Listening to the Unheard
Part of my job over the last month has been to lend my aid to the City of Abilene/Abilene Christian University sponsored Housing Discrimination Forums. There was lots of good that came out them, and I look forward to continuing to partner with both organizations to gather more useful data on how folks experience housing here in the city. The day after a successful forum on Tuesday that was held in the Stevenson neighborhood, I announced to Freedom Fellowship in the Butternut/Chestnut that the church would host a forum the next night, and that we would love for them to attend to tell us about their experiences. I threw in that we would provide a couple of pizzas, because one of the first rules of community development is that more people show up if there's food. This was especially important to me because not only are many of the congregants of Freedom folks living without adequate housing or any homes at all, but they are also friends whom I have grown fond of over the last two years. I value these folks, and I was excited to be able to connect them to people who wanted to hear their stories and partner with them to change things for the better. I left that night encouraged, hearing from several folks that they were planning to attend to tell their stories. These were stories of absentee landlords, of lack of opportunities to acquire housing, and of the barriers they faced trying to work through a system not necessarily designed for their ease of use.
So the next day when the snow began falling in earnest, I got a little nervous. Not too long after, around 2:00 pm on Thursday, I got the call. The forum for that evening was cancelled, as was the next night's forum.
That was a blow, to be sure. And while I was frustrated to see so much work go into an event that did not occur, I was more concerned that I had no way of contacting lots of the folks whom I had invited, especially folks from Freedom with no home address to visit, no phone number to call, no email to contact. Some of the most vulnerable neighbors in our city might be going to a meeting to talk about how they'd been harmed in pursuit of housing, but the housed folks weren't going to be there to listen because it was too cold and dangerous to be outside.
Without a lot of good options in front of us, my boss Lori and I settled on the best way forward we could concoct on short notice. So at 5:45 pm, I was driving up and down Chestnut Street, hoping that I would be able to catch anyone who arrived on the church's doorstep only to find a "Housing Meeting Cancelled" sign leaned against the front double doors. We figured that, if nothing else, I could offer a ride home to anyone who walked to the meeting and a few slices of Little Caesar's to warm them up.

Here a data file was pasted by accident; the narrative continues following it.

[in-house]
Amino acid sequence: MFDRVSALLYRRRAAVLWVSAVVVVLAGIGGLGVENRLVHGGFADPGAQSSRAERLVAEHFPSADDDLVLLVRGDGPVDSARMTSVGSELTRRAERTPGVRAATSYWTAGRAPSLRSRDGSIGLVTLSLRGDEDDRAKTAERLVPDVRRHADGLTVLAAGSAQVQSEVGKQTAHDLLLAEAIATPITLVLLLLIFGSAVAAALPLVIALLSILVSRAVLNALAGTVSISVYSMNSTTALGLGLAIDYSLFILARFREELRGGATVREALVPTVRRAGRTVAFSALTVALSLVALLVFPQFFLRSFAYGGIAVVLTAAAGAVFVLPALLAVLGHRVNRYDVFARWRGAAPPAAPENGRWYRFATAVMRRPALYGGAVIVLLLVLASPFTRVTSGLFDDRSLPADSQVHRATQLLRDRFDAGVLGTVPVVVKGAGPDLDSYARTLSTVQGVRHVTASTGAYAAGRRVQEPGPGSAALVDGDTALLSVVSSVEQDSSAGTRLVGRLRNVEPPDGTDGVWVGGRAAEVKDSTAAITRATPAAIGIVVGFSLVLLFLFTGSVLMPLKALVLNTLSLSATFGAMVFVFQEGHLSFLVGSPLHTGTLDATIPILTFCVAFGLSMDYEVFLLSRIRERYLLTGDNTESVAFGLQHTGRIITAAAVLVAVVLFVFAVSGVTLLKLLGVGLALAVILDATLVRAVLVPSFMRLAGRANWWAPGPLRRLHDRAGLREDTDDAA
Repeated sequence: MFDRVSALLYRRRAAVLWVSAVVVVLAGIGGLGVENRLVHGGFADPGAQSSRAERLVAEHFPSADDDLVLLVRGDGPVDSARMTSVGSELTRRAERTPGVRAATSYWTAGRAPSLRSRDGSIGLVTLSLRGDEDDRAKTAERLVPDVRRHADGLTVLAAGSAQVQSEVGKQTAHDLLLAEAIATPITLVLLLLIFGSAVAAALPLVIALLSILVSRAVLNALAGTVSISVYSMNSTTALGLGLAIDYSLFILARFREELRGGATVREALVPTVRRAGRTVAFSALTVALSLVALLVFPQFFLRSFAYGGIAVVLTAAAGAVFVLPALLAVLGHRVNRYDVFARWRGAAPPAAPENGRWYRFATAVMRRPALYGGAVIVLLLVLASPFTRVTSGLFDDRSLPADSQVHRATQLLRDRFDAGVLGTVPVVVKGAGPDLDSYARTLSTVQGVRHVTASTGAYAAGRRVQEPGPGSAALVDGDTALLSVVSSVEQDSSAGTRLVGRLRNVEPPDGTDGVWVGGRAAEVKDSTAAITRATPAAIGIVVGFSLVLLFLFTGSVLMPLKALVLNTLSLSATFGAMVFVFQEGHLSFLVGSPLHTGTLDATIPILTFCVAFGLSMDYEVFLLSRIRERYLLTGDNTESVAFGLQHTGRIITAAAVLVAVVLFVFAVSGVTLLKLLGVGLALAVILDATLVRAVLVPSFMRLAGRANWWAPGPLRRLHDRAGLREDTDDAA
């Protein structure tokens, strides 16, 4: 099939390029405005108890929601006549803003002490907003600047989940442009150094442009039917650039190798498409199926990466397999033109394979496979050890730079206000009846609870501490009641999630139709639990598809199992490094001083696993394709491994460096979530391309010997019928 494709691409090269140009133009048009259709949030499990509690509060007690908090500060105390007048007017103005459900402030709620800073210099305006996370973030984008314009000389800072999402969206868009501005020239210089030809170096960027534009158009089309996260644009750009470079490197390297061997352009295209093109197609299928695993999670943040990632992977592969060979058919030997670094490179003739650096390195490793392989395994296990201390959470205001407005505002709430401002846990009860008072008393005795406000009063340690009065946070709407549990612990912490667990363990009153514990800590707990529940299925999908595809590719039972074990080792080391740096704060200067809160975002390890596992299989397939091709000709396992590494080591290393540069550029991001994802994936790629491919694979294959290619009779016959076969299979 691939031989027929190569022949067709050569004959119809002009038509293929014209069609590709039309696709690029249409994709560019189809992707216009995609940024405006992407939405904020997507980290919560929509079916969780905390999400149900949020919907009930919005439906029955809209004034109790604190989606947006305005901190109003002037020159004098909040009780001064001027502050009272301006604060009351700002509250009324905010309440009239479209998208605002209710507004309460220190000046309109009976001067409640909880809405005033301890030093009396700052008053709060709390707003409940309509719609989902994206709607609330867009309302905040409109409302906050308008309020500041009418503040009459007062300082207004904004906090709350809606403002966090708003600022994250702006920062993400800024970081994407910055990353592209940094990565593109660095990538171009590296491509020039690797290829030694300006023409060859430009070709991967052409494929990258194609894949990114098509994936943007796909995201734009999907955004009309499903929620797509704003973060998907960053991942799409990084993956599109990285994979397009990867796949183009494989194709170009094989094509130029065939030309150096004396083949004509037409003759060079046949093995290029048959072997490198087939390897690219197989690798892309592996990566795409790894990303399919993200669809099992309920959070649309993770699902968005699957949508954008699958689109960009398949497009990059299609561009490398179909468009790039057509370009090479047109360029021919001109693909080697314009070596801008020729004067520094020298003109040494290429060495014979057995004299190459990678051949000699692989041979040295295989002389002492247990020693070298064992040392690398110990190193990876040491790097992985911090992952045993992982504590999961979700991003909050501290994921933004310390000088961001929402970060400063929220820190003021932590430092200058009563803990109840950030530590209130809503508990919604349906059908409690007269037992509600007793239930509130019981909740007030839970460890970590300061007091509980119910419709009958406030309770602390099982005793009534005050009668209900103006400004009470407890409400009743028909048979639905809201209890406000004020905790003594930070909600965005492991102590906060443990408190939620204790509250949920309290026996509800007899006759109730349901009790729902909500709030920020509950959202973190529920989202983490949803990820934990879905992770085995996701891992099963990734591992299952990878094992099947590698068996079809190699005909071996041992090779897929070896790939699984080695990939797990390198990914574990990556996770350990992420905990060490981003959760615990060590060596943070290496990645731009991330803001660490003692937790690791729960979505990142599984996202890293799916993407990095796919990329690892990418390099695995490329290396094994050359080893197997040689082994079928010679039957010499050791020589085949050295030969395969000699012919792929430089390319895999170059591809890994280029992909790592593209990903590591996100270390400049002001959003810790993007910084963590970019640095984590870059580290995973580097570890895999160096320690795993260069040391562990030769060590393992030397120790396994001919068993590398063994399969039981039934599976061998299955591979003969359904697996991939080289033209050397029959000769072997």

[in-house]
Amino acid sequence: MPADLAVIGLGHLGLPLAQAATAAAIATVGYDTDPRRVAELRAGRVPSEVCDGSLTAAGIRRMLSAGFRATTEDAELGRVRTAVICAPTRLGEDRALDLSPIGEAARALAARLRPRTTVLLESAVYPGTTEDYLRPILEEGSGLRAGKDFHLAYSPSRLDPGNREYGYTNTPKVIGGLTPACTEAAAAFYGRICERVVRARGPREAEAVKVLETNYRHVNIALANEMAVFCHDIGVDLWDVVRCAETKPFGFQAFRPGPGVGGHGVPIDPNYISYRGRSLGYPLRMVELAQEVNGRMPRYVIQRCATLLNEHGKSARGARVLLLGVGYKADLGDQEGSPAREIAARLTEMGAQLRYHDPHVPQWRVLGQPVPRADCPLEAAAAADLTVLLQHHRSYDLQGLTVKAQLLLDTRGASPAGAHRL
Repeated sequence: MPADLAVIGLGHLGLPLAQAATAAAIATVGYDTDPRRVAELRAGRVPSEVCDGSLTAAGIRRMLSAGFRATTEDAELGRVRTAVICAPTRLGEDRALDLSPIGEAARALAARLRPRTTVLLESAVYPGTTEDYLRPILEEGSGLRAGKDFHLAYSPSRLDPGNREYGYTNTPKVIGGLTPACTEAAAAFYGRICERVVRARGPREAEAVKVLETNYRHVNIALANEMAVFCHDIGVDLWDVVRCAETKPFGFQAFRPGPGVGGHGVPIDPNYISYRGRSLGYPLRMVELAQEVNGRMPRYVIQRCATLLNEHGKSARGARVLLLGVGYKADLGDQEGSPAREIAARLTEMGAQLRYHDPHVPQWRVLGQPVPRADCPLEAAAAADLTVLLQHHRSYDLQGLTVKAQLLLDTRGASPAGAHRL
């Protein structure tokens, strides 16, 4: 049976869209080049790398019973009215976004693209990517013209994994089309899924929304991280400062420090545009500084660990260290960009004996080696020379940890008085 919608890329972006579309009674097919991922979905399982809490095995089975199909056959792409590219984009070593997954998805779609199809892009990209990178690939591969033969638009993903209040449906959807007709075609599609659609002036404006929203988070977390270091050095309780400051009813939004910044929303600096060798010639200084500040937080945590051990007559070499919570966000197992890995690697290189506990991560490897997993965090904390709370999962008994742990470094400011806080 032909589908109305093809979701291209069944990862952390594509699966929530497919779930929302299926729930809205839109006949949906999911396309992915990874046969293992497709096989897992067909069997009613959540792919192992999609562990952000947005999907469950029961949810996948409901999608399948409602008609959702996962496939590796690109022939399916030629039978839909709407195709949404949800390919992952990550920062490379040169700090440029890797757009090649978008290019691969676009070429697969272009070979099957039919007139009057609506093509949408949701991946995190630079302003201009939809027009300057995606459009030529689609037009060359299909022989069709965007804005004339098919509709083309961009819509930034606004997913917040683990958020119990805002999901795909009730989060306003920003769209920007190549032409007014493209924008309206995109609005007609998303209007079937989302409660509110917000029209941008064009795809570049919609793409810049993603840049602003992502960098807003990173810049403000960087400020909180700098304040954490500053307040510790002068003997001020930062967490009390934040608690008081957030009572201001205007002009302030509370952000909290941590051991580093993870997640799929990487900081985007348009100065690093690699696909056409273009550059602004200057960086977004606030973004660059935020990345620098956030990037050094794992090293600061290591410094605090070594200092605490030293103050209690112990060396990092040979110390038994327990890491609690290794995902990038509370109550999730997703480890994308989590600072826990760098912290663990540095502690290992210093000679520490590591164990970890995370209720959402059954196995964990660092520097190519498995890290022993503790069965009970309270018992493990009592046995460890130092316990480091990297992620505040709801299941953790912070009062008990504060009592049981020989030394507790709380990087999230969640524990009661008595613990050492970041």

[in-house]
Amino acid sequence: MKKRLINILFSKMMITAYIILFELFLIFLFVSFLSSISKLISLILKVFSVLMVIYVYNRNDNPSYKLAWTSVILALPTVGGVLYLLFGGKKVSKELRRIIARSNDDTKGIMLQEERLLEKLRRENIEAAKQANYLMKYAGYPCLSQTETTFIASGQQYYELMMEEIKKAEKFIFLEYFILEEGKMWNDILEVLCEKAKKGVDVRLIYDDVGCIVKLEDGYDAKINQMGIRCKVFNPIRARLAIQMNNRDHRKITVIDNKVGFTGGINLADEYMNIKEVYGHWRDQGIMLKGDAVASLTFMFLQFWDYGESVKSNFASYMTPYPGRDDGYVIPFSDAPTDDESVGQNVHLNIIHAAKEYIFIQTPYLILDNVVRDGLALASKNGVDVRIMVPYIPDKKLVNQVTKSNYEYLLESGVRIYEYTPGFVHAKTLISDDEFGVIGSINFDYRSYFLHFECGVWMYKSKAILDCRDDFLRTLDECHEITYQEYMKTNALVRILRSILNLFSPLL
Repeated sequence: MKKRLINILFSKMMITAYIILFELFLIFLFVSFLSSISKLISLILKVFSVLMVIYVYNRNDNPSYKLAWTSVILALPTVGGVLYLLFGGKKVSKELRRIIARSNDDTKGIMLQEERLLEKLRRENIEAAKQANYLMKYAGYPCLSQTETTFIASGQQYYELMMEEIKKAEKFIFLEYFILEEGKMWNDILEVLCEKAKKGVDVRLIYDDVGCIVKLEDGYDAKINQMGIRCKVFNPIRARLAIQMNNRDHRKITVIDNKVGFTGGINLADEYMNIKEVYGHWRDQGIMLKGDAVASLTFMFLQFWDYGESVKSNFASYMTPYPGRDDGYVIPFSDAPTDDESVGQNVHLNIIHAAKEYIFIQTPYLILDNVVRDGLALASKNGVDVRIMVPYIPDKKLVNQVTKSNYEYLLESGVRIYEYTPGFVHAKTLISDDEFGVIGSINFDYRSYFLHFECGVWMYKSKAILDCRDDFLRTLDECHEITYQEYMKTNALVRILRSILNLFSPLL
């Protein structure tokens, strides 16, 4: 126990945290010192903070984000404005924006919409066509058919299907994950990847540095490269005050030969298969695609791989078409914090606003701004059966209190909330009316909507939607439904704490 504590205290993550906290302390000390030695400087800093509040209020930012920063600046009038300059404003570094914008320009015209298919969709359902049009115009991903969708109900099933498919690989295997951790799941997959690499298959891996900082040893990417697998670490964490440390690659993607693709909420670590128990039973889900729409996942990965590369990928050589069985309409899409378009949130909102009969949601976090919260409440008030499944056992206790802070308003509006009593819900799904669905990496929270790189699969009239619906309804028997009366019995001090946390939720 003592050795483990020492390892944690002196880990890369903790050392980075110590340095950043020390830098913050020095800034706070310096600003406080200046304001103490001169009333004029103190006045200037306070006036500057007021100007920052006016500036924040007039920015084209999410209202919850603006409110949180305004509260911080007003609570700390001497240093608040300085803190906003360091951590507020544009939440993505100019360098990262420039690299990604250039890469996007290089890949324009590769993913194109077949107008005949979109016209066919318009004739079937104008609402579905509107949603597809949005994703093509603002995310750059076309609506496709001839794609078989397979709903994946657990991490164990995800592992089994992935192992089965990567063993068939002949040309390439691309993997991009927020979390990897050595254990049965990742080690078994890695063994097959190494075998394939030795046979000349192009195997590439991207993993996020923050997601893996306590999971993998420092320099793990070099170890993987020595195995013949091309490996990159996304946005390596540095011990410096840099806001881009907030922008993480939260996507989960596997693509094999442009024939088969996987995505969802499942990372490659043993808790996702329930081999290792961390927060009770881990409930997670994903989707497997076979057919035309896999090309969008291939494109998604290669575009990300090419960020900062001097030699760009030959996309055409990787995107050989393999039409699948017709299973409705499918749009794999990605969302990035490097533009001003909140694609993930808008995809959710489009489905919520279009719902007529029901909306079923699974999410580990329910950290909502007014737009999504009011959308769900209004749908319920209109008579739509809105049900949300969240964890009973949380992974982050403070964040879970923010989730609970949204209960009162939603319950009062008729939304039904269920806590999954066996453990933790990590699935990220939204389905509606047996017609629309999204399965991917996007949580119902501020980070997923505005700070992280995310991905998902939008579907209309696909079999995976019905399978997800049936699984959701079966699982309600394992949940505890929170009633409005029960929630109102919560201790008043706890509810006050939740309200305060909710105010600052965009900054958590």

With the wind howling, the temperature dropping, and snowflakes falling, I kinda hoped that none of my friends had risked the bad weather, but also kinda wanted some validation that they considered the meeting important enough to attend. As I drove south, I noticed a very bundled woman with a full backpack trudging northwards. Sure enough, she was one of my Freedom friends. I rolled down the window and offered her a ride and a pizza. She gladly accepted. I didn't see anyone else on the deserted street, so we slowly headed towards a local pizzeria.
It was nice to have one-on-one time to hear more from my friend. She told me about her week, about books she'd been reading, about some housing issues she'd had, and, of course, taught me some theology. As I was taking her to the library, where she was planning to spend a few more warm hours before it closed, she asked if I wanted to see where she would be staying that night. Her only condition was that I could not attempt to find her somewhere else or talk her out of staying there. I agreed, noting that she was certainly more experienced in surviving on the streets than me and that assuming that I knew better than her would be presumptuous.
Within a minute or two, we were parked at the mouth of an small alleyway. A tiny portable toilet stood outside the back of one of the nearby buildings. She pointed to it and told me it was her roof for the night. It suddenly became much more difficult to refrain from attempting to dissuade her from staying there, but I did my best to restrain the impulse.
I dropped her off at the library, the Hot N Ready pizza box warming her hands. I thanked her for her time, and told her how much I appreciated her trying to get to the meeting. It struck me that despite the challenges she faces daily, and in some ways because of those challenges, she is exactly the kind of person to whom our city, our churches, and we as individuals need to be listening. May we be reminded that we have neighbors, both housed and unhoused, whose lives and stories are worth noticing.